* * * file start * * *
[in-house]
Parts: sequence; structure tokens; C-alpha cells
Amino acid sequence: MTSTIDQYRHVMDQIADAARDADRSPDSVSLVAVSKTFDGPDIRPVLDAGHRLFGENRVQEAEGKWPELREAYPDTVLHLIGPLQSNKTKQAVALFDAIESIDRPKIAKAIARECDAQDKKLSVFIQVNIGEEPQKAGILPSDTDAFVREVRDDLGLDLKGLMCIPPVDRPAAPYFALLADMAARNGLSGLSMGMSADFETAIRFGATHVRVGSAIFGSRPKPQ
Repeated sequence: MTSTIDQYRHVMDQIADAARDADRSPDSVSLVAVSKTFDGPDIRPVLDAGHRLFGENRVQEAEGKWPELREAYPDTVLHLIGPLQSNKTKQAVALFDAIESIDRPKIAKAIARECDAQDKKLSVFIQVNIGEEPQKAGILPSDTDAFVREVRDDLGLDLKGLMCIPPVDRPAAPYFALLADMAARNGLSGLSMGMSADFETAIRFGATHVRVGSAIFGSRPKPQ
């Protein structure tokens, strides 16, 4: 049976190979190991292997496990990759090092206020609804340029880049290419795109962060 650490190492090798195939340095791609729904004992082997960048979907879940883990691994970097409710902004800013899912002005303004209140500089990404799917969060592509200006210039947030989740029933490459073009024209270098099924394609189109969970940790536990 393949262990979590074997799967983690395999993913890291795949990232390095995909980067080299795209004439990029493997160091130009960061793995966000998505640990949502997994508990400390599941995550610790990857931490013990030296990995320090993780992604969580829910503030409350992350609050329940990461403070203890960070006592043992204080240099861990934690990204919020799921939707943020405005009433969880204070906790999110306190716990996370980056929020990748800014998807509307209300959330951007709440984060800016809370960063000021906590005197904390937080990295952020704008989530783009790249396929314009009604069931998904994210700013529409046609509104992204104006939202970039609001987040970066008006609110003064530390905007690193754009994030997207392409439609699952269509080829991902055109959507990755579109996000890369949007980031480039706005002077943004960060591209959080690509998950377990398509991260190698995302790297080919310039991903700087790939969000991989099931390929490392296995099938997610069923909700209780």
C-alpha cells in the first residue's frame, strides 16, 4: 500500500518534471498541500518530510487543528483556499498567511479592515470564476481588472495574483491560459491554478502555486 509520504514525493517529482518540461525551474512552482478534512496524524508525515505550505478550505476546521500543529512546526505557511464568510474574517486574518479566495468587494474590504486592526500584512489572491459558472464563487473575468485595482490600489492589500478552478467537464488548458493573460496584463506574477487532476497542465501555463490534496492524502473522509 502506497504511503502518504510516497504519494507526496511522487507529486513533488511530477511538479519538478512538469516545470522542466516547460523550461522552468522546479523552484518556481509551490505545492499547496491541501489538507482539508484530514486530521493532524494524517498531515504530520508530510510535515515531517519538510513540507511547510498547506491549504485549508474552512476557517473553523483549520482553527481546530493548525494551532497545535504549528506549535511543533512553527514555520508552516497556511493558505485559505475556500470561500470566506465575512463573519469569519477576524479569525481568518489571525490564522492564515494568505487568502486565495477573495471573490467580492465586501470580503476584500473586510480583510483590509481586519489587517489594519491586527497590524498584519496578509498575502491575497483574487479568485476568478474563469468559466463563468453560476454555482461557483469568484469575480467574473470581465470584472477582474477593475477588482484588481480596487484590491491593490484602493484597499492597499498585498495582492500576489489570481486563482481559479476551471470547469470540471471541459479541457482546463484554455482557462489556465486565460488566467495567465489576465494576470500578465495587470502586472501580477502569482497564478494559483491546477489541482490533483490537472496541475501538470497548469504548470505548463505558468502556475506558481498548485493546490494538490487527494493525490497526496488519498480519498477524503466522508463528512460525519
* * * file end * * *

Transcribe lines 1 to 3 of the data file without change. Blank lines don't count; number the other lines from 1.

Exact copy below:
[in-house]
Parts: sequence; structure tokens; C-alpha cells
Amino acid sequence: MTSTIDQYRHVMDQIADAARDADRSPDSVSLVAVSKTFDGPDIRPVLDAGHRLFGENRVQEAEGKWPELREAYPDTVLHLIGPLQSNKTKQAVALFDAIESIDRPKIAKAIARECDAQDKKLSVFIQVNIGEEPQKAGILPSDTDAFVREVRDDLGLDLKGLMCIPPVDRPAAPYFALLADMAARNGLSGLSMGMSADFETAIRFGATHVRVGSAIFGSRPKPQ